When it first came out in America in 1967, "Chimes at Midnight" was cooly received by critics who griped about the poor sound recording and the rapid-fire editing than Welles employed to cover up the piecemeal manner in which it was shot that found co-stars like Gielgud, Jeanne Moreau and Margaret Rutherford only working for a few days at time (and when they weren't available, he resorted to using over-the-shoulder shots of stand-ins to get the necessary shots--he claims that in one scene using seven key players, none of the real actors were actually there), not to mention cheap shots about how Welles was the first actor in history too heavy to play the mountainous Falstaff. Times have certainly changed because seen today, it is easily the best of Welles's cinematic Shakespeare adaptations and belongs right up there with "Citizen Kane," "The Magnificent Ambersons" and "Touch of Evil" as one of his greatest works. Now that the soundtrack has been cleaned of its clutter, one can get a much better appreciation of performances from the uniformly excellent cast (though the sight of Jeanne Moreau as one of the aforementioned wenches is a bit disconcerting) and while the quick-cut editing patterns must have seemed disconcerting back then, they turned out to be ahead of their time and give the film a vibrant and modern edge without going overboard into mere clutter. (The Battle of Shrewsbury, in which the fast cutting was utilized to mask the lack of extras, is one of the most striking battle sequences in film history and has served as a key inspiration for any number of subsequent films.) As for Welles, his Falstaff in one of the richest and most powerful performances in a career filled with them - the scene in which Hal rejects Falstaff may be the single best scene that he ever played in a film. Whether you are a follower of Welles and/or Shakespeare or want to experience a true cinematic classic that most people haven't actually seen, "Chimes at Midnight" is an essential work and cannot be recommended more highly.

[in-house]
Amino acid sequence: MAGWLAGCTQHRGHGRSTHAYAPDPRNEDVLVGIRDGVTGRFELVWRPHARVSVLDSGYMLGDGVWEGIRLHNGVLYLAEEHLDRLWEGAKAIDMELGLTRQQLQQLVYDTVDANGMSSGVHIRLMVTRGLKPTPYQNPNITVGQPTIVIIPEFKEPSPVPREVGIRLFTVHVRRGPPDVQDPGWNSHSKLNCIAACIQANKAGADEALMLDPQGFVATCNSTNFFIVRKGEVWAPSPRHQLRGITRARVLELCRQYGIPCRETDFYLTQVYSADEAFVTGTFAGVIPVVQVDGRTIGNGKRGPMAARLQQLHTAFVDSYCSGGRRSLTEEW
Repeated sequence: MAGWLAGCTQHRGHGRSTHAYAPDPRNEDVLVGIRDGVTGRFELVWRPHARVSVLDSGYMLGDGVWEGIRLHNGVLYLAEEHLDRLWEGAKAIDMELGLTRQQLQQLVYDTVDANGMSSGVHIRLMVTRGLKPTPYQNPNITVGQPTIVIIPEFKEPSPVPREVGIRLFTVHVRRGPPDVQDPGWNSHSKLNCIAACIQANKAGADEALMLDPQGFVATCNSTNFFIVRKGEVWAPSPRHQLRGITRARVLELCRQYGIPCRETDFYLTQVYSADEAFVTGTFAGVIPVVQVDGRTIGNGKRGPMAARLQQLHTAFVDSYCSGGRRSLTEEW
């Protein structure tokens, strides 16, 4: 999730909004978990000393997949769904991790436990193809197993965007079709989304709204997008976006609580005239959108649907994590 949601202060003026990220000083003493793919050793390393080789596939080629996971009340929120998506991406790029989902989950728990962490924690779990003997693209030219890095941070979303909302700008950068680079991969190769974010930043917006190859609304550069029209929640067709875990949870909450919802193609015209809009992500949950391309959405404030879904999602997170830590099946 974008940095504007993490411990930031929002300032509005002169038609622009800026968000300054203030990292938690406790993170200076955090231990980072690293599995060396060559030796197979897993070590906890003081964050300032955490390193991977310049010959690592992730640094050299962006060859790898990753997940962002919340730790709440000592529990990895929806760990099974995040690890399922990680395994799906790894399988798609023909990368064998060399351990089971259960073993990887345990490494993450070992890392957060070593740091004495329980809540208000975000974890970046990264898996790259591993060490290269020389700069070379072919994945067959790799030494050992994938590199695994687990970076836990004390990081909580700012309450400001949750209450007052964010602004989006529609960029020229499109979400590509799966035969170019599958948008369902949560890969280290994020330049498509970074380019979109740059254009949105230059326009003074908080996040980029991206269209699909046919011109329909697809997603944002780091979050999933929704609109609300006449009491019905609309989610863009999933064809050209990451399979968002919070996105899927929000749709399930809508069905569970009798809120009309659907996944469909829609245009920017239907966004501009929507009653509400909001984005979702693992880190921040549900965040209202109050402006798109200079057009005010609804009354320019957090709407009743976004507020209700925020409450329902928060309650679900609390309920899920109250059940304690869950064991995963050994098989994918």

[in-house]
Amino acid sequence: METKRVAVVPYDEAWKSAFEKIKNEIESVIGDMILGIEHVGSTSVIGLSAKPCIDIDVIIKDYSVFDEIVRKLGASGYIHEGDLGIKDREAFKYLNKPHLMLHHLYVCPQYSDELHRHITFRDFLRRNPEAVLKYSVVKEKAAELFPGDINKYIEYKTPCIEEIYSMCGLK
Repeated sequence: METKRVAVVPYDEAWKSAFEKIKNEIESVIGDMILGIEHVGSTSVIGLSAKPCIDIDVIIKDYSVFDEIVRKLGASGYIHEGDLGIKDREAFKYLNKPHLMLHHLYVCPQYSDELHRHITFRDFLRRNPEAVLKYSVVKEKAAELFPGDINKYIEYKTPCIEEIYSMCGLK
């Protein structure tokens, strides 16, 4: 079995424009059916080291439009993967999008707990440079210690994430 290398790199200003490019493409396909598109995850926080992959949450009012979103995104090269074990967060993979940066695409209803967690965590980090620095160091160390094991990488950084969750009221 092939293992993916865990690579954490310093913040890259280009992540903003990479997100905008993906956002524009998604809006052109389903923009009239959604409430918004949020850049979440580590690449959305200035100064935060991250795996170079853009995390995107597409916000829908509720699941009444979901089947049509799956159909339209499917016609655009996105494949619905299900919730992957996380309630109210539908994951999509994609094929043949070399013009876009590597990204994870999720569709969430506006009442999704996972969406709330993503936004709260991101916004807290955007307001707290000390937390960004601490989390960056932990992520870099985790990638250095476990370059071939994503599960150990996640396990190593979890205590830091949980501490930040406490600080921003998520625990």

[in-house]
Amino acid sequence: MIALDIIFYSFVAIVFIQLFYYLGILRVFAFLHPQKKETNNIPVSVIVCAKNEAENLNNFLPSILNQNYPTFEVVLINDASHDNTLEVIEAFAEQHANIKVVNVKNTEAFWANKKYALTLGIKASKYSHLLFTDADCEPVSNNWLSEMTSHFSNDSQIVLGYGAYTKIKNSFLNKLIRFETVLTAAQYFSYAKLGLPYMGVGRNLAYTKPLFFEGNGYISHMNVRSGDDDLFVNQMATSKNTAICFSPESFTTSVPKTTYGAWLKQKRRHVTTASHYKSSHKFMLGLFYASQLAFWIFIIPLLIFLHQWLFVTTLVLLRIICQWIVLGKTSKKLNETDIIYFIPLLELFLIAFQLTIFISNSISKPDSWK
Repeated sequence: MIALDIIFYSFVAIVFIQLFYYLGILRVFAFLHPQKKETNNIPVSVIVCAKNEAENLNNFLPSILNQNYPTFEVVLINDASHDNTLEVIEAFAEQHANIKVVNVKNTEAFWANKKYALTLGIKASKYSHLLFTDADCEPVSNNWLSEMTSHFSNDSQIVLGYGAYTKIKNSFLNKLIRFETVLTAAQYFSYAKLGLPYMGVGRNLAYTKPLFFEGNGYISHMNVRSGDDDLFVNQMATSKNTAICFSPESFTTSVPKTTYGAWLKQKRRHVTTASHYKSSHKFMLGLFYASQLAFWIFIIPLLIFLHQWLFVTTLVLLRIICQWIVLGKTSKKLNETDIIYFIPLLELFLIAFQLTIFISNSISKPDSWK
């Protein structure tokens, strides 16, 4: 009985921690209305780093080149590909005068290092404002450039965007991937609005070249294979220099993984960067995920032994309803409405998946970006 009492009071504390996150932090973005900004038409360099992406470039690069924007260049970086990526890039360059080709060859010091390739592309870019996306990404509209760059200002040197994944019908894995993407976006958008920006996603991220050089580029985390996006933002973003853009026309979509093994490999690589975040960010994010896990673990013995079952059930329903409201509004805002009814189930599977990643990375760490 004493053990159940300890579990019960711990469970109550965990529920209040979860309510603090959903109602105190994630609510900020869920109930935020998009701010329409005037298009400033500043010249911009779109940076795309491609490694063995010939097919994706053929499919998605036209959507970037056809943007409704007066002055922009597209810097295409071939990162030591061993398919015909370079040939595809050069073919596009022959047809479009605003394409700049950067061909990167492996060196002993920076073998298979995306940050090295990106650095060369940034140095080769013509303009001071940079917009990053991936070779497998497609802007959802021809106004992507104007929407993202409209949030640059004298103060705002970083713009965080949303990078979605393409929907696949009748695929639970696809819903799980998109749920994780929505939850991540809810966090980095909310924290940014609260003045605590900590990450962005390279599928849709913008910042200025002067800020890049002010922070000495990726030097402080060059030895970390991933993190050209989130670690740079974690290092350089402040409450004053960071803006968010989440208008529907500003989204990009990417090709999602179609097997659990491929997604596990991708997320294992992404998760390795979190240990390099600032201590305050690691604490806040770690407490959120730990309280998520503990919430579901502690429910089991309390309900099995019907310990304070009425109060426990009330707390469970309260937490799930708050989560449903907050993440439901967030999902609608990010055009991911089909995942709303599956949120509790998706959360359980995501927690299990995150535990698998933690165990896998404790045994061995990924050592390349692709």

Set in the not-too-distant future, "Creative Control" opens as hot-shot advertising genius David (writer-director Benjamin Dickinson) is put in charge of the account for Augmenta, a new virtual reality system not unlike that Google Glass nonsense from a couple of years ago. As most guys do when confronted with world-shaking technological advances, he transforms the device into a newfangled sex toy by using its features to create a life-size version of co-worker crush Sophie (Alexia Rasmussen) that he can nail every time he puts the glasses on. This is a little more complicated than it sounds because Sophie is also the girlfriend of his best pal, Wim (Dan Gill), and David himself already has a lover in sometimes yoga instructor Juliette (Norah Zehetner). Inevitably, David becomes obsessed with the virtual Sophie and allows his personal and professional lives to crumble around him to the point where he has trouble discerning between the real world and the one generated by Augmenta.